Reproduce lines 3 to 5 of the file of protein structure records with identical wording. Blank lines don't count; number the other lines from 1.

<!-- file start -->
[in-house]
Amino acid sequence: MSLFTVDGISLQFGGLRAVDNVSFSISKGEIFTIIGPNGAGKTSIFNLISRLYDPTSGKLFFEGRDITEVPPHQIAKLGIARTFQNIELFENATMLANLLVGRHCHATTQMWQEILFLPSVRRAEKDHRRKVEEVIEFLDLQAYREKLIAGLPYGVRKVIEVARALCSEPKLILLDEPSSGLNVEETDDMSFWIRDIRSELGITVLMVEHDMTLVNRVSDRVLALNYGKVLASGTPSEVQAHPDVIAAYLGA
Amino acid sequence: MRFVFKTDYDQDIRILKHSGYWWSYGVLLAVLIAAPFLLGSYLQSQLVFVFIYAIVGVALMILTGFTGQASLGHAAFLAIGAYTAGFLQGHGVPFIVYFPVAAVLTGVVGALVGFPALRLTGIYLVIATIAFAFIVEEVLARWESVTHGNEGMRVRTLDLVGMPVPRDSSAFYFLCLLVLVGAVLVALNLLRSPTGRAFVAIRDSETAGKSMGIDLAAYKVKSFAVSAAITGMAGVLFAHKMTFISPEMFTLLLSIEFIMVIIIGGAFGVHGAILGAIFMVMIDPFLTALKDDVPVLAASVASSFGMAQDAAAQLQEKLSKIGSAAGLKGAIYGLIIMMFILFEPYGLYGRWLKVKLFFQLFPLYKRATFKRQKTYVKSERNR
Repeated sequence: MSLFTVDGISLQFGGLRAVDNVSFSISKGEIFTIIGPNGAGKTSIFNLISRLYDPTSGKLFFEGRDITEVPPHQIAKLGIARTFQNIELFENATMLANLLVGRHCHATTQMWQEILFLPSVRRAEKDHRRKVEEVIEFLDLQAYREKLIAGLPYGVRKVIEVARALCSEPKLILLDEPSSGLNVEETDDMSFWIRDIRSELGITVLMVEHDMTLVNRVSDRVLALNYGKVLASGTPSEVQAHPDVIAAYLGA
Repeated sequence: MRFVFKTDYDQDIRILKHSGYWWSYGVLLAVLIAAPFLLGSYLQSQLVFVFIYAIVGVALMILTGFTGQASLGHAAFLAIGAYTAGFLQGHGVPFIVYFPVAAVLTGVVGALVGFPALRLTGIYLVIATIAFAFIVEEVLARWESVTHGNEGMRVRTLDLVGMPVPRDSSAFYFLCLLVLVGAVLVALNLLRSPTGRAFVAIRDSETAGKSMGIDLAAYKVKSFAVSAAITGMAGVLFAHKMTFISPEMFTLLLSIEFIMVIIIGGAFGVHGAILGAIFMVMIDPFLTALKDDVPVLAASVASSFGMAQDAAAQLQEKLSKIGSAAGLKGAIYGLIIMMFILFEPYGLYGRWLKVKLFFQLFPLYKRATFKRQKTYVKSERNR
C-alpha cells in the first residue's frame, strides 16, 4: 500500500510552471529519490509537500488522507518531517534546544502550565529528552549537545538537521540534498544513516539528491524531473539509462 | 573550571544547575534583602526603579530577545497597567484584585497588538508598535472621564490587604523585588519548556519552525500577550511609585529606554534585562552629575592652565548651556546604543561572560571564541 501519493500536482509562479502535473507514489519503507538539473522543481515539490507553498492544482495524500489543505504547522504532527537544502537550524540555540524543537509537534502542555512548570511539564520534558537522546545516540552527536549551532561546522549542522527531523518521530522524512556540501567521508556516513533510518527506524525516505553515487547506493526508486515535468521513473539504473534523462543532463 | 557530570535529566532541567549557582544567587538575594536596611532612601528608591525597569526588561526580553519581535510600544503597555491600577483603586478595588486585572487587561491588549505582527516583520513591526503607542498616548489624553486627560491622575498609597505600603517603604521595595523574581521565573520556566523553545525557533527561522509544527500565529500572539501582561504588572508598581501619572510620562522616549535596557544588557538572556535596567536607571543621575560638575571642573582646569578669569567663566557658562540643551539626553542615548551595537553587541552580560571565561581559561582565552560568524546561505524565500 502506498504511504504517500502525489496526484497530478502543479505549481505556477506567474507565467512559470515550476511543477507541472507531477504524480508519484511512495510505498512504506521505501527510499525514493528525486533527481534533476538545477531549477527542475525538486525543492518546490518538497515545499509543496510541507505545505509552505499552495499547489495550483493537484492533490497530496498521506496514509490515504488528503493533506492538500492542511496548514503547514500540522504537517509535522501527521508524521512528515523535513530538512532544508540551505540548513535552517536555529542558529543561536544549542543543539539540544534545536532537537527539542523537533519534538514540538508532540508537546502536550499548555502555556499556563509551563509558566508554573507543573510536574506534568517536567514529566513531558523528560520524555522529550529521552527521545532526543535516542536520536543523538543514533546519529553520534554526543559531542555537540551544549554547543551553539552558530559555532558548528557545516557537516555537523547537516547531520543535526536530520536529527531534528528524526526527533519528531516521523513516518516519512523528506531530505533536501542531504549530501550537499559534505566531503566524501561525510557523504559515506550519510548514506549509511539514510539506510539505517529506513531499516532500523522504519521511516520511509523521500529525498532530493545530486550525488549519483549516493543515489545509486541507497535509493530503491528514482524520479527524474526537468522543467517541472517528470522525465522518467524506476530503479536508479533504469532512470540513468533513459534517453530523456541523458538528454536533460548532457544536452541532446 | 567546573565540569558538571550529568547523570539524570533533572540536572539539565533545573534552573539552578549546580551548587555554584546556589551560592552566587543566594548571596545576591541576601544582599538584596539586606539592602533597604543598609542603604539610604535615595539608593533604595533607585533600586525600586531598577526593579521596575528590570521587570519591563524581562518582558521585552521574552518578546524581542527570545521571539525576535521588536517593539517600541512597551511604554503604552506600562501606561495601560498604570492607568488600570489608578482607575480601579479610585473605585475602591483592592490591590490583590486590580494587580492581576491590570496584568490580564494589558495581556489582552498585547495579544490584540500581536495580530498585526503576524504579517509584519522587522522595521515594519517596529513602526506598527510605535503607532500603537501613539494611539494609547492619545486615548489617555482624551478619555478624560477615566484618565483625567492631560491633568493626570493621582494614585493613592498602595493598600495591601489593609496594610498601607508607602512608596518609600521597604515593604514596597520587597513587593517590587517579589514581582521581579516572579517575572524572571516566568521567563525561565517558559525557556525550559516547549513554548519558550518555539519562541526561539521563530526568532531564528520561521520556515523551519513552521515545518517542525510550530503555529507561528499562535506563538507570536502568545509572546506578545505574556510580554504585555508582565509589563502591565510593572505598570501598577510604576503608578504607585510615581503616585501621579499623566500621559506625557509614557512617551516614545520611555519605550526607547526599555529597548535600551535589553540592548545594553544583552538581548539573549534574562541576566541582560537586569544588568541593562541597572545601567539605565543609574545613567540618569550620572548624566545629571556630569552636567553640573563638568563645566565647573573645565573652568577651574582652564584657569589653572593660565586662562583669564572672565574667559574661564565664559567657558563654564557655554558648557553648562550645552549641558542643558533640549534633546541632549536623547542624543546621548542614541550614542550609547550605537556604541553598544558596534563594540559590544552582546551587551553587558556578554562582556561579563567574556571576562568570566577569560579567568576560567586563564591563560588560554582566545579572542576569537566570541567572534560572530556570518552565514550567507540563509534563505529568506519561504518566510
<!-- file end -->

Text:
Amino acid sequence: MRFVFKTDYDQDIRILKHSGYWWSYGVLLAVLIAAPFLLGSYLQSQLVFVFIYAIVGVALMILTGFTGQASLGHAAFLAIGAYTAGFLQGHGVPFIVYFPVAAVLTGVVGALVGFPALRLTGIYLVIATIAFAFIVEEVLARWESVTHGNEGMRVRTLDLVGMPVPRDSSAFYFLCLLVLVGAVLVALNLLRSPTGRAFVAIRDSETAGKSMGIDLAAYKVKSFAVSAAITGMAGVLFAHKMTFISPEMFTLLLSIEFIMVIIIGGAFGVHGAILGAIFMVMIDPFLTALKDDVPVLAASVASSFGMAQDAAAQLQEKLSKIGSAAGLKGAIYGLIIMMFILFEPYGLYGRWLKVKLFFQLFPLYKRATFKRQKTYVKSERNR
Repeated sequence: MSLFTVDGISLQFGGLRAVDNVSFSISKGEIFTIIGPNGAGKTSIFNLISRLYDPTSGKLFFEGRDITEVPPHQIAKLGIARTFQNIELFENATMLANLLVGRHCHATTQMWQEILFLPSVRRAEKDHRRKVEEVIEFLDLQAYREKLIAGLPYGVRKVIEVARALCSEPKLILLDEPSSGLNVEETDDMSFWIRDIRSELGITVLMVEHDMTLVNRVSDRVLALNYGKVLASGTPSEVQAHPDVIAAYLGA
Repeated sequence: MRFVFKTDYDQDIRILKHSGYWWSYGVLLAVLIAAPFLLGSYLQSQLVFVFIYAIVGVALMILTGFTGQASLGHAAFLAIGAYTAGFLQGHGVPFIVYFPVAAVLTGVVGALVGFPALRLTGIYLVIATIAFAFIVEEVLARWESVTHGNEGMRVRTLDLVGMPVPRDSSAFYFLCLLVLVGAVLVALNLLRSPTGRAFVAIRDSETAGKSMGIDLAAYKVKSFAVSAAITGMAGVLFAHKMTFISPEMFTLLLSIEFIMVIIIGGAFGVHGAILGAIFMVMIDPFLTALKDDVPVLAASVASSFGMAQDAAAQLQEKLSKIGSAAGLKGAIYGLIIMMFILFEPYGLYGRWLKVKLFFQLFPLYKRATFKRQKTYVKSERNR